The programme also helps build team spirit. At the end of the course the students build a network and wishto work together and collectively find solutions to societal issues/concerns. While some of the students have taken up courses in environmental science and related subjects, many are finding their own ways to build awareness in their residential areas or institutions.

Mythri, a student of the 2006 batch, pursuing her Masters in Ecology says “The VTP has been a great influencein my choice of a career. The network established during the programmehas strengthened my will and passion to continue working in this field. Sometimes, I refer to the notes and reading material that was provided during the course. I am highly grateful for the programme. The trainers have been an inspiration for me and are thorough mentors even after 5 years of doing the course”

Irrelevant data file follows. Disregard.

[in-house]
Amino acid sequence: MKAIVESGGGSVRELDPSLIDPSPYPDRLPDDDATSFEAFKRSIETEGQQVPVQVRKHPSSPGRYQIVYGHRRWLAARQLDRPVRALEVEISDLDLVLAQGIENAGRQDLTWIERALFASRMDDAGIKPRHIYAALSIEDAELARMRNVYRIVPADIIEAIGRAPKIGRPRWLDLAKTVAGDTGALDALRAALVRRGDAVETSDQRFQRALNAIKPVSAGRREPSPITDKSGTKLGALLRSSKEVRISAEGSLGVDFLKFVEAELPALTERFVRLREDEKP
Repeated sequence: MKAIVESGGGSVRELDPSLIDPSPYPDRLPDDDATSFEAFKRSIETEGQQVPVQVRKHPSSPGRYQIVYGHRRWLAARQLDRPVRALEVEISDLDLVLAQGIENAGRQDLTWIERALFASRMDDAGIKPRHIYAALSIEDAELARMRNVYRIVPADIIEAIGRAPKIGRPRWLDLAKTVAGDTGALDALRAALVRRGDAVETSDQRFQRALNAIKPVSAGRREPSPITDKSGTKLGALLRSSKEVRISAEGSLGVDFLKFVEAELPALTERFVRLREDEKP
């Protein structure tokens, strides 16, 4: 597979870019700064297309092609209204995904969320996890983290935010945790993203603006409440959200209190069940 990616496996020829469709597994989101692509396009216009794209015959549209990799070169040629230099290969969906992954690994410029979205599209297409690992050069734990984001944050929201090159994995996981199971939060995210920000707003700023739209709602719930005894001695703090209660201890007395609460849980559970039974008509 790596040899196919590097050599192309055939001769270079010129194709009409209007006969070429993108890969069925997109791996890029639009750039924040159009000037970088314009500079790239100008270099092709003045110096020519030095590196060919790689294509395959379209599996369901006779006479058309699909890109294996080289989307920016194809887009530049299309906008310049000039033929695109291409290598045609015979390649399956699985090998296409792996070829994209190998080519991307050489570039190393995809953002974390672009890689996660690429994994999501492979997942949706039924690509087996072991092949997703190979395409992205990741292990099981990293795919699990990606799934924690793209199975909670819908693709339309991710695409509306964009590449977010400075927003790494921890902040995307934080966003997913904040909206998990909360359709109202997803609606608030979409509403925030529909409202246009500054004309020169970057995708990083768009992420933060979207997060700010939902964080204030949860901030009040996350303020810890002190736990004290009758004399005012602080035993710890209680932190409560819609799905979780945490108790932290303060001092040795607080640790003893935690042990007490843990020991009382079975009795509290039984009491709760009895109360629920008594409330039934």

Rohan Krish Menzies, a student of 2008 batch, pursuing his Bachelor’sin Environmental Science says “Itwas only after the VTP that I madeup my mind about what I would liketo pursue, what I would like to study and what kind of life I would like to lead. It changed my perception about wildlife and how to approach it. I learnt many interesting things on our field trip to BRT Hills. Many of those lectures still encourage me and I recollect the knowledge I gained during the course.”